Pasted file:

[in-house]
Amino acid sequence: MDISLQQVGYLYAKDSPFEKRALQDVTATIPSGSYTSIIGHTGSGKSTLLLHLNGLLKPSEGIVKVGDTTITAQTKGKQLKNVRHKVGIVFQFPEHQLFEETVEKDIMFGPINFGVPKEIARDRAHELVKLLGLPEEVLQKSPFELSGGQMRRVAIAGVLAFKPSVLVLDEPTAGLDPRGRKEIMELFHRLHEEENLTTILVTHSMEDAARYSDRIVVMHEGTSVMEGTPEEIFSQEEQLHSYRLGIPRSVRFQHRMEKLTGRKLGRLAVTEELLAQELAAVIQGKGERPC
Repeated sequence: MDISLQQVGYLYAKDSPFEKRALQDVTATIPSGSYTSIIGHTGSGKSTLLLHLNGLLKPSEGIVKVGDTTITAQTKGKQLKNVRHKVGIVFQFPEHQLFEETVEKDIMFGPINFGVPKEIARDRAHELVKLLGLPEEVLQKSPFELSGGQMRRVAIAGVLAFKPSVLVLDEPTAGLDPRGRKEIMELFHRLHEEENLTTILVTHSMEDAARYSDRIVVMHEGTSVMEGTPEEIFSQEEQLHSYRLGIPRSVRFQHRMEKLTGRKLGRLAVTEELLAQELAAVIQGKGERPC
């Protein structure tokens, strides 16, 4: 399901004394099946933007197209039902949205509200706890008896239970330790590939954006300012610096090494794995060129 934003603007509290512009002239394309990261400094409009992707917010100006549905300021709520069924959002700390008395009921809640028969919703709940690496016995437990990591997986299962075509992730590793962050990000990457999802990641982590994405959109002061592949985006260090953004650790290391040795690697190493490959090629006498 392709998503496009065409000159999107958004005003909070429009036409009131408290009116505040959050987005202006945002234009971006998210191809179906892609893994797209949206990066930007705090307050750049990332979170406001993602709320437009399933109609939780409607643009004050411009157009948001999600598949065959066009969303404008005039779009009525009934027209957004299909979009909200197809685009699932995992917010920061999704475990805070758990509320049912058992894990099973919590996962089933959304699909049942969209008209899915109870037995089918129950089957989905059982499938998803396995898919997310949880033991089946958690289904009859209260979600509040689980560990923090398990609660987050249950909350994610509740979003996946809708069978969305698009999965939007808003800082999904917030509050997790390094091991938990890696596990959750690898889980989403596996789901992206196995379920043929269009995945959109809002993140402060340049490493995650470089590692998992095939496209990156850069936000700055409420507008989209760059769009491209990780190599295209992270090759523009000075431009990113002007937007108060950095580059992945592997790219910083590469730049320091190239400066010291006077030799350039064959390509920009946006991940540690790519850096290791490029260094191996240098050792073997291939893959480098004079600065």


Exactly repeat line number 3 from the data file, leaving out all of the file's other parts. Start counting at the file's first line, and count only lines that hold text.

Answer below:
Repeated sequence: MDISLQQVGYLYAKDSPFEKRALQDVTATIPSGSYTSIIGHTGSGKSTLLLHLNGLLKPSEGIVKVGDTTITAQTKGKQLKNVRHKVGIVFQFPEHQLFEETVEKDIMFGPINFGVPKEIARDRAHELVKLLGLPEEVLQKSPFELSGGQMRRVAIAGVLAFKPSVLVLDEPTAGLDPRGRKEIMELFHRLHEEENLTTILVTHSMEDAARYSDRIVVMHEGTSVMEGTPEEIFSQEEQLHSYRLGIPRSVRFQHRMEKLTGRKLGRLAVTEELLAQELAAVIQGKGERPC